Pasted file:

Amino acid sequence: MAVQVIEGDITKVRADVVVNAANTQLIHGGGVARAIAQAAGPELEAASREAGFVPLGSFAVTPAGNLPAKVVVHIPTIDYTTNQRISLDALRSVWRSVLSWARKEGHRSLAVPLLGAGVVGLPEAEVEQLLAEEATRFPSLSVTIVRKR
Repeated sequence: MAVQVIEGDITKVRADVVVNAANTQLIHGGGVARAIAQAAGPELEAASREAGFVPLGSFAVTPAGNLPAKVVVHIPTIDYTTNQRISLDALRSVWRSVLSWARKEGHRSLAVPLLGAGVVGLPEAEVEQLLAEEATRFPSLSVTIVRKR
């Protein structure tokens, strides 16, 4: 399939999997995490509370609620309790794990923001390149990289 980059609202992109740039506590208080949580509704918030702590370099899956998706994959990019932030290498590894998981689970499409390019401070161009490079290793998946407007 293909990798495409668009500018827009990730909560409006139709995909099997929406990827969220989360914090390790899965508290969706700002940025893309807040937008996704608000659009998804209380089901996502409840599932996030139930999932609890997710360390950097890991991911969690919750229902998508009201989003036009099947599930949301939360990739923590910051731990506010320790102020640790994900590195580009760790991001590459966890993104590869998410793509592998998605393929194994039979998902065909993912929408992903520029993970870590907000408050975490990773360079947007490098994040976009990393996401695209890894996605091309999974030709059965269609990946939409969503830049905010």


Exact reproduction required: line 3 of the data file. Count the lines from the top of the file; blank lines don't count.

């Protein structure tokens, strides 16, 4: 399939999997995490509370609620309790794990923001390149990289 980059609202992109740039506590208080949580509704918030702590370099899956998706994959990019932030290498590894998981689970499409390019401070161009490079290793998946407007 293909990798495409668009500018827009990730909560409006139709995909099997929406990827969220989360914090390790899965508290969706700002940025893309807040937008996704608000659009998804209380089901996502409840599932996030139930999932609890997710360390950097890991991911969690919750229902998508009201989003036009099947599930949301939360990739923590910051731990506010320790102020640790994900590195580009760790991001590459966890993104590869998410793509592998998605393929194994039979998902065909993912929408992903520029993970870590907000408050975490990773360079947007490098994040976009990393996401695209890894996605091309999974030709059965269609990946939409969503830049905010």